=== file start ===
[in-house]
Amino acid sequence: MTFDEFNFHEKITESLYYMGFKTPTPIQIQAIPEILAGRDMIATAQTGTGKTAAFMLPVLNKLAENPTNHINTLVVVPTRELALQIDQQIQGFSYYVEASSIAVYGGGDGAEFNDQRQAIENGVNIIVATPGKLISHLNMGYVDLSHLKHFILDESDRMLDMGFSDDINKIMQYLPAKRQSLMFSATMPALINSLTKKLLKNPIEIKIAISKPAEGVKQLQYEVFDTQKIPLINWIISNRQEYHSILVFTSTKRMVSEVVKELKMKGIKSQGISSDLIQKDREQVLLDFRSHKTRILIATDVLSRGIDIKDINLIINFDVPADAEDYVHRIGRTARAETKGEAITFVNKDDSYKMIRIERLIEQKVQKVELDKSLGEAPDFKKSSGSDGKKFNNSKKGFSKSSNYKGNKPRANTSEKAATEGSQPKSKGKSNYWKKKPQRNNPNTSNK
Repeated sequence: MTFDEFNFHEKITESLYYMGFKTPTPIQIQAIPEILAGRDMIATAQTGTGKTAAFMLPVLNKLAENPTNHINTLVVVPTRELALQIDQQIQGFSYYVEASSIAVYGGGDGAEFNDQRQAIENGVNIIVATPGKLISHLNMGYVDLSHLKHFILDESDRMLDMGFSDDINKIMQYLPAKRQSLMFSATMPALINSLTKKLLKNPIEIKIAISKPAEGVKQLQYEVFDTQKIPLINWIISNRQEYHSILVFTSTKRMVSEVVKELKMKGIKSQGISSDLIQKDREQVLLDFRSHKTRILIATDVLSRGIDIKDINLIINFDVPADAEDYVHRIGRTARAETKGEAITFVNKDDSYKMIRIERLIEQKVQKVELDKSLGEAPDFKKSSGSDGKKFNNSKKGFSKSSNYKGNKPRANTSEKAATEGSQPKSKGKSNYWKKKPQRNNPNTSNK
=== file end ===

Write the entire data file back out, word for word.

[in-house]
Amino acid sequence: MTFDEFNFHEKITESLYYMGFKTPTPIQIQAIPEILAGRDMIATAQTGTGKTAAFMLPVLNKLAENPTNHINTLVVVPTRELALQIDQQIQGFSYYVEASSIAVYGGGDGAEFNDQRQAIENGVNIIVATPGKLISHLNMGYVDLSHLKHFILDESDRMLDMGFSDDINKIMQYLPAKRQSLMFSATMPALINSLTKKLLKNPIEIKIAISKPAEGVKQLQYEVFDTQKIPLINWIISNRQEYHSILVFTSTKRMVSEVVKELKMKGIKSQGISSDLIQKDREQVLLDFRSHKTRILIATDVLSRGIDIKDINLIINFDVPADAEDYVHRIGRTARAETKGEAITFVNKDDSYKMIRIERLIEQKVQKVELDKSLGEAPDFKKSSGSDGKKFNNSKKGFSKSSNYKGNKPRANTSEKAATEGSQPKSKGKSNYWKKKPQRNNPNTSNK
Repeated sequence: MTFDEFNFHEKITESLYYMGFKTPTPIQIQAIPEILAGRDMIATAQTGTGKTAAFMLPVLNKLAENPTNHINTLVVVPTRELALQIDQQIQGFSYYVEASSIAVYGGGDGAEFNDQRQAIENGVNIIVATPGKLISHLNMGYVDLSHLKHFILDESDRMLDMGFSDDINKIMQYLPAKRQSLMFSATMPALINSLTKKLLKNPIEIKIAISKPAEGVKQLQYEVFDTQKIPLINWIISNRQEYHSILVFTSTKRMVSEVVKELKMKGIKSQGISSDLIQKDREQVLLDFRSHKTRILIATDVLSRGIDIKDINLIINFDVPADAEDYVHRIGRTARAETKGEAITFVNKDDSYKMIRIERLIEQKVQKVELDKSLGEAPDFKKSSGSDGKKFNNSKKGFSKSSNYKGNKPRANTSEKAATEGSQPKSKGKSNYWKKKPQRNNPNTSNK